Though the politics is dense, the play has a humorous streak. One of the running jokes is that Jan and his friend Ferdinand (Brent Doyle) keep trying to get each other to sign petitions, because signing petitions is the only thing they can do to protest their government—other than attend unsanctioned rock concerts, that is. And the over-arching irony in the play is that it begins when the Czech government was officially denouncing the Rolling Stones as a tool of capitalist propaganda, and ends with a Stones concert in Prague—the ultimate act of co-option by the state, but also pretty cool, since Vaclav Havel invited the Stones himself.
Park Square’s production tries mightily to invest Stoppard’s characters with more than two dimensions, but the cast is fighting a wordy, polemical script full of dialogue no human would ever utter. As Max, Peter Moore goes about as far as he can in giving the man some substance beyond his fixed ideology, but it’s an uphill climb. A sample line from Max: “So forget the civil war, the famines, Hitler, American hegemony—it all went wrong when the workers weren’t trusted to manage the workplace. You’re not an anarchist, you’re a utopian. I don’t know why you joined.” Most of Max’s tirades are longer and more obtuse, but you get the idea. There’s a lot of speechifying in this play, and if you’re not the sort of person who enjoys toss-off references to Marxist political theory, ancient poets, and important dates in Eastern Bloc politics, then your enjoyment of Rock ‘n’ Roll is going to be somewhat diminished.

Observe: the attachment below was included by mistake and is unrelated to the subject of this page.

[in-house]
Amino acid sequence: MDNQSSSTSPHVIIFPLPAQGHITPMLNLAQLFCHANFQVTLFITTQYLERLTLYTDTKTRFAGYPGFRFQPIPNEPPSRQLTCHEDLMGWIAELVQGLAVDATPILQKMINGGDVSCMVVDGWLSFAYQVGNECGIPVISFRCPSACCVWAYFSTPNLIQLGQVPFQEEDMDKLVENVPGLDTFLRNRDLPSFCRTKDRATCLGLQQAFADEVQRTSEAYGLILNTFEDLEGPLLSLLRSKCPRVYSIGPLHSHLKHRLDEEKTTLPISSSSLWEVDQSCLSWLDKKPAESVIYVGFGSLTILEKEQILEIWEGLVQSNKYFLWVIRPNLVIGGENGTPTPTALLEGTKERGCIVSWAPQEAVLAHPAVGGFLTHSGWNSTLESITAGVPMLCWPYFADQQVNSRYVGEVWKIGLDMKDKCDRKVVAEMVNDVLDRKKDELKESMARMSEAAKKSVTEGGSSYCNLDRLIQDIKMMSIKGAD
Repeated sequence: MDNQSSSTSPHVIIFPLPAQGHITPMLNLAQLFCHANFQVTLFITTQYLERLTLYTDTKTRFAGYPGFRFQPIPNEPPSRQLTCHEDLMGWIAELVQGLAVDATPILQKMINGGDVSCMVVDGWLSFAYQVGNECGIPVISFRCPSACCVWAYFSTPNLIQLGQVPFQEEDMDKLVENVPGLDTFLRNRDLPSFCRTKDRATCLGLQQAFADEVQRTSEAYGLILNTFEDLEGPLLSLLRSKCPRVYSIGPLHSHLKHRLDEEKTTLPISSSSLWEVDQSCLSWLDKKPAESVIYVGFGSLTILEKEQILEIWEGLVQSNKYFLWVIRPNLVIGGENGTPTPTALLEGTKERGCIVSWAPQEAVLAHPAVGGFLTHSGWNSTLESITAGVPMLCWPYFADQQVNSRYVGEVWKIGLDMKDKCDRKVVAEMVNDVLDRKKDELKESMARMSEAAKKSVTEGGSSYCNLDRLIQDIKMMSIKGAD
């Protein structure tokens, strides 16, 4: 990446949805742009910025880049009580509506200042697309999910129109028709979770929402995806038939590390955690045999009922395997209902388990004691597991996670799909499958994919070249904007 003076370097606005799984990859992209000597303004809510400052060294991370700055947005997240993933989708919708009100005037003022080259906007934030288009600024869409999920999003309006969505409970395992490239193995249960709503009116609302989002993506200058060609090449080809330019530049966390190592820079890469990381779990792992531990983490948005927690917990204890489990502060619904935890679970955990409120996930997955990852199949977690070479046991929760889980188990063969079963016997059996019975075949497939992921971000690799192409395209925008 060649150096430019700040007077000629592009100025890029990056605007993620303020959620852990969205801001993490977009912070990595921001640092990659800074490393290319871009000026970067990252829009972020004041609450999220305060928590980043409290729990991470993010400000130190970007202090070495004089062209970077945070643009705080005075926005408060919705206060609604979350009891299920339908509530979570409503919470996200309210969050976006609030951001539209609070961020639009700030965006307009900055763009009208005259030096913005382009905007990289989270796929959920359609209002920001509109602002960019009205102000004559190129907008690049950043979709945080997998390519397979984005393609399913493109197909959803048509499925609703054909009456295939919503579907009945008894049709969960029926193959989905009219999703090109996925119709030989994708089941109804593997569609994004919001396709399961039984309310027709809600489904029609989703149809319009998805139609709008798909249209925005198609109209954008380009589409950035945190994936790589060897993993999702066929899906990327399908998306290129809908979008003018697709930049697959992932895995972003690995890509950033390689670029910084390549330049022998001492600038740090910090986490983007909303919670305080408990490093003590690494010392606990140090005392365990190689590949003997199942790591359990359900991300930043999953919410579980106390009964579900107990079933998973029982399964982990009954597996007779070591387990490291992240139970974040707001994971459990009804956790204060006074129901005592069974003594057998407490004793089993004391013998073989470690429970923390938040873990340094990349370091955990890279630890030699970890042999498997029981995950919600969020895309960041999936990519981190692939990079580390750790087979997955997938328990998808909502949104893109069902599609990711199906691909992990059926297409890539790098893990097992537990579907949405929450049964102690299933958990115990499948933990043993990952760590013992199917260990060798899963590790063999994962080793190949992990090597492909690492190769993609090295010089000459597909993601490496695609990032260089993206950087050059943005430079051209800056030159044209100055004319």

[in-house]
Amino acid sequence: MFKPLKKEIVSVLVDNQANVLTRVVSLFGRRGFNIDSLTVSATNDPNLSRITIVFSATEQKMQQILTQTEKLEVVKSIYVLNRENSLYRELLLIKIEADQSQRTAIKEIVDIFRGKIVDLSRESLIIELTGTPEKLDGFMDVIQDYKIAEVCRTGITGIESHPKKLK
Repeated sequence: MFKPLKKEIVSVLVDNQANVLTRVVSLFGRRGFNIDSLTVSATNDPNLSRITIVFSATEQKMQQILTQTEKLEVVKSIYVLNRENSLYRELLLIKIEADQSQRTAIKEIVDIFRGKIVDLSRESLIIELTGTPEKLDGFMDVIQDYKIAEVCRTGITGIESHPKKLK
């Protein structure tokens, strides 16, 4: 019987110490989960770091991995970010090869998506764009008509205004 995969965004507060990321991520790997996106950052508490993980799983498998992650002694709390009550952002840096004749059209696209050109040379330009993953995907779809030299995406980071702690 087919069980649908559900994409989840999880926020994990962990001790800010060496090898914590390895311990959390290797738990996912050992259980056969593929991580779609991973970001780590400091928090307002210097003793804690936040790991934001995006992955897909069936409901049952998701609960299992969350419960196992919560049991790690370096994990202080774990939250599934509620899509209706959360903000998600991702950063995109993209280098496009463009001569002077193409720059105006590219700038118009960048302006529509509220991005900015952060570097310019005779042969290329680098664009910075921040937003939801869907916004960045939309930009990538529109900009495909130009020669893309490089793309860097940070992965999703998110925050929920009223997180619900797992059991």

In other words, there isn’t much music. In the play, rock ‘n’ roll is basically a metaphor for freedom, and that’s about it. But once you accept that this isn’t a play about rock music—that it’s a play about what rock used to be—it’s defiant, rebellious spirit—then the lack of actual tunes (except between scene changes) isn’t so puzzling. It’s nice to be reminded every once in a while that the music that has become the soundtrack of our lives was once a potent social and political force, feared by authoritarian regimes the world over. The modern equivalent would be the Internet, I suppose, and the fear of what might happen if, say, the citizens of China had free access to The Daily Beast and Huffington Post—or worse, the blog of an average American teenager.
Rock ‘n’ Roll is a “smart” play, in that lots of ideas are tossed around and the viewpoints of twenty characters (played by 12 actors) must be juggled. Unfortunately, all the extra characters, cerebral gymnastics, and ideological banter have a way of muting the human drama. Max’s wife has cancer, but you would never know it by talking to Max, and Jan’s supposed passion for rock music—to the point of believing that it is the most potent political force in existence—isn’t very convincing. Nor is his love for Max’s daughter, Esme. Dan Hopman’s Jan is too mellow, too contained, so his belief in the reformative power of rock music is hard to accept. Also, the music he plays—Velvet Underground, the Stones, some Pink Floyd—doesn’t sound particularly dangerous anymore. It would have been great to be reminded for real why, once upon a time, the scariest thing on the planet was a Keith Richards guitar riff, but the actual music remains strangely distant—an echo, not a shot.
Tip if you go: Read up on your 20th century Czechoslovakian history. Trust me, a little preparation will go a long way.
Rock ‘n’ Roll continues at Park Square Theatre through Feb. 7.